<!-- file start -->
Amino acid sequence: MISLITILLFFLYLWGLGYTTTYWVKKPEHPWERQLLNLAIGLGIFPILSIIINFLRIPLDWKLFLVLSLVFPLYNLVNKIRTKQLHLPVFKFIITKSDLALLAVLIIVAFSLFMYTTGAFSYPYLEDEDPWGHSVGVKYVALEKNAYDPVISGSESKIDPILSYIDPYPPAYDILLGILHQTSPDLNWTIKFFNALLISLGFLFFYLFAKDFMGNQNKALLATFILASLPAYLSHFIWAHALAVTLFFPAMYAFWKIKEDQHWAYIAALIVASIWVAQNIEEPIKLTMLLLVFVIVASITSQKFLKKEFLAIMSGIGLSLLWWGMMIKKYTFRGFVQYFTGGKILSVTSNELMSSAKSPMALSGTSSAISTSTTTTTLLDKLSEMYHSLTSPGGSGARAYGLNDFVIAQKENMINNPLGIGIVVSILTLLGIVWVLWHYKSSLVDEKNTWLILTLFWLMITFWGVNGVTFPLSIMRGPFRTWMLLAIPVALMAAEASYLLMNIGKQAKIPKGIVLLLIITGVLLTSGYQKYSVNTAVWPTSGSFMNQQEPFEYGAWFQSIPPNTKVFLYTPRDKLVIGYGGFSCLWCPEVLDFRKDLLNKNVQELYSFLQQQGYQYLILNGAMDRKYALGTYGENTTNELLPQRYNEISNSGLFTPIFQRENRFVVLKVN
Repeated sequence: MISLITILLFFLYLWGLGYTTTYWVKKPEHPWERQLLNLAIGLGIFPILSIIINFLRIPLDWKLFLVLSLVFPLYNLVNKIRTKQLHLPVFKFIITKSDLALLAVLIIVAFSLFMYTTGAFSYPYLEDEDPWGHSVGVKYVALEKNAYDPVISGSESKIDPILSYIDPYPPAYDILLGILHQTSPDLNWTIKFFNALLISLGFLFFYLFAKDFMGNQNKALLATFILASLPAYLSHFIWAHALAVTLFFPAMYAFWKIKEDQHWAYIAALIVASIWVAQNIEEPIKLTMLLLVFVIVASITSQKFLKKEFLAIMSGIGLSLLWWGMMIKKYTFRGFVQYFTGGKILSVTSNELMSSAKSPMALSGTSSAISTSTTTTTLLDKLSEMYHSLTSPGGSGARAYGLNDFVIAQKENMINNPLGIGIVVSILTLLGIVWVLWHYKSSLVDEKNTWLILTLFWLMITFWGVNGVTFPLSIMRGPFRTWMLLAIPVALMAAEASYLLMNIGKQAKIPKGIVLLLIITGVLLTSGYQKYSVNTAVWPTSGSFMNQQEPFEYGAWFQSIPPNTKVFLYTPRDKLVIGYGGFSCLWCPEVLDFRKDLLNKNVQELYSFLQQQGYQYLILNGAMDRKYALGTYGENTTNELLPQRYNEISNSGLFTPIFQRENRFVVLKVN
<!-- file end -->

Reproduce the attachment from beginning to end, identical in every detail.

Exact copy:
Amino acid sequence: MISLITILLFFLYLWGLGYTTTYWVKKPEHPWERQLLNLAIGLGIFPILSIIINFLRIPLDWKLFLVLSLVFPLYNLVNKIRTKQLHLPVFKFIITKSDLALLAVLIIVAFSLFMYTTGAFSYPYLEDEDPWGHSVGVKYVALEKNAYDPVISGSESKIDPILSYIDPYPPAYDILLGILHQTSPDLNWTIKFFNALLISLGFLFFYLFAKDFMGNQNKALLATFILASLPAYLSHFIWAHALAVTLFFPAMYAFWKIKEDQHWAYIAALIVASIWVAQNIEEPIKLTMLLLVFVIVASITSQKFLKKEFLAIMSGIGLSLLWWGMMIKKYTFRGFVQYFTGGKILSVTSNELMSSAKSPMALSGTSSAISTSTTTTTLLDKLSEMYHSLTSPGGSGARAYGLNDFVIAQKENMINNPLGIGIVVSILTLLGIVWVLWHYKSSLVDEKNTWLILTLFWLMITFWGVNGVTFPLSIMRGPFRTWMLLAIPVALMAAEASYLLMNIGKQAKIPKGIVLLLIITGVLLTSGYQKYSVNTAVWPTSGSFMNQQEPFEYGAWFQSIPPNTKVFLYTPRDKLVIGYGGFSCLWCPEVLDFRKDLLNKNVQELYSFLQQQGYQYLILNGAMDRKYALGTYGENTTNELLPQRYNEISNSGLFTPIFQRENRFVVLKVN
Repeated sequence: MISLITILLFFLYLWGLGYTTTYWVKKPEHPWERQLLNLAIGLGIFPILSIIINFLRIPLDWKLFLVLSLVFPLYNLVNKIRTKQLHLPVFKFIITKSDLALLAVLIIVAFSLFMYTTGAFSYPYLEDEDPWGHSVGVKYVALEKNAYDPVISGSESKIDPILSYIDPYPPAYDILLGILHQTSPDLNWTIKFFNALLISLGFLFFYLFAKDFMGNQNKALLATFILASLPAYLSHFIWAHALAVTLFFPAMYAFWKIKEDQHWAYIAALIVASIWVAQNIEEPIKLTMLLLVFVIVASITSQKFLKKEFLAIMSGIGLSLLWWGMMIKKYTFRGFVQYFTGGKILSVTSNELMSSAKSPMALSGTSSAISTSTTTTTLLDKLSEMYHSLTSPGGSGARAYGLNDFVIAQKENMINNPLGIGIVVSILTLLGIVWVLWHYKSSLVDEKNTWLILTLFWLMITFWGVNGVTFPLSIMRGPFRTWMLLAIPVALMAAEASYLLMNIGKQAKIPKGIVLLLIITGVLLTSGYQKYSVNTAVWPTSGSFMNQQEPFEYGAWFQSIPPNTKVFLYTPRDKLVIGYGGFSCLWCPEVLDFRKDLLNKNVQELYSFLQQQGYQYLILNGAMDRKYALGTYGENTTNELLPQRYNEISNSGLFTPIFQRENRFVVLKVN